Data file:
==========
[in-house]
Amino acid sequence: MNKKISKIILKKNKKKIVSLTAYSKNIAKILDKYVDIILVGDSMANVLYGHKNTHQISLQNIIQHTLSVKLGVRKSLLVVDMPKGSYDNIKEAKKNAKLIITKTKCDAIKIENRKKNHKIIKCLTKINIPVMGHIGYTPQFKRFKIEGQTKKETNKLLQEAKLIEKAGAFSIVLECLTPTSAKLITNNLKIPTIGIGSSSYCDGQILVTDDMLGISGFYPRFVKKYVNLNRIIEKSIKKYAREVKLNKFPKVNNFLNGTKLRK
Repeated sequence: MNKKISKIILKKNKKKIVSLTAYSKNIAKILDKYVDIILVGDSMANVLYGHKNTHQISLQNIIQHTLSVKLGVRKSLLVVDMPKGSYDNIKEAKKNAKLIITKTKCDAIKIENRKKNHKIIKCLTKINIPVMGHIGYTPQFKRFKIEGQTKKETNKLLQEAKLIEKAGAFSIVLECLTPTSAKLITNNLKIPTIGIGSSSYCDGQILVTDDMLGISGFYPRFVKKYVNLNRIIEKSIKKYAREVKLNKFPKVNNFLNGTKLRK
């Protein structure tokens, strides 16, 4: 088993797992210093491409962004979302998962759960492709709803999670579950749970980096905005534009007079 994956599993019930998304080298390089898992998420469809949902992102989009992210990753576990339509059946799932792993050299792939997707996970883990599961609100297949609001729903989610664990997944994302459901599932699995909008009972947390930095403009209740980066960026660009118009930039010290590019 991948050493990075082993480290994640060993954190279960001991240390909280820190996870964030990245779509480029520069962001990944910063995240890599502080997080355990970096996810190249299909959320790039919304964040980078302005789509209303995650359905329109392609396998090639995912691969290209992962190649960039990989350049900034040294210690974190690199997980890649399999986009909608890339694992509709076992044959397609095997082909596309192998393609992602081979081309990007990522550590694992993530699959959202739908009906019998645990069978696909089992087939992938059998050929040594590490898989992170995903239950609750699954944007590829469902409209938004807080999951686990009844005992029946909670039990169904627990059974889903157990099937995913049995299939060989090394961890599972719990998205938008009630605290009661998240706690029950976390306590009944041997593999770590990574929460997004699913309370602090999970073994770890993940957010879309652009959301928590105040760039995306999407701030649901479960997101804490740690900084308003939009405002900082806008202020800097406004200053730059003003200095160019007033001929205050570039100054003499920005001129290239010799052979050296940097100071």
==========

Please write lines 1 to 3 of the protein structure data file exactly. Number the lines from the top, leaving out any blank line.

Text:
[in-house]
Amino acid sequence: MNKKISKIILKKNKKKIVSLTAYSKNIAKILDKYVDIILVGDSMANVLYGHKNTHQISLQNIIQHTLSVKLGVRKSLLVVDMPKGSYDNIKEAKKNAKLIITKTKCDAIKIENRKKNHKIIKCLTKINIPVMGHIGYTPQFKRFKIEGQTKKETNKLLQEAKLIEKAGAFSIVLECLTPTSAKLITNNLKIPTIGIGSSSYCDGQILVTDDMLGISGFYPRFVKKYVNLNRIIEKSIKKYAREVKLNKFPKVNNFLNGTKLRK
Repeated sequence: MNKKISKIILKKNKKKIVSLTAYSKNIAKILDKYVDIILVGDSMANVLYGHKNTHQISLQNIIQHTLSVKLGVRKSLLVVDMPKGSYDNIKEAKKNAKLIITKTKCDAIKIENRKKNHKIIKCLTKINIPVMGHIGYTPQFKRFKIEGQTKKETNKLLQEAKLIEKAGAFSIVLECLTPTSAKLITNNLKIPTIGIGSSSYCDGQILVTDDMLGISGFYPRFVKKYVNLNRIIEKSIKKYAREVKLNKFPKVNNFLNGTKLRK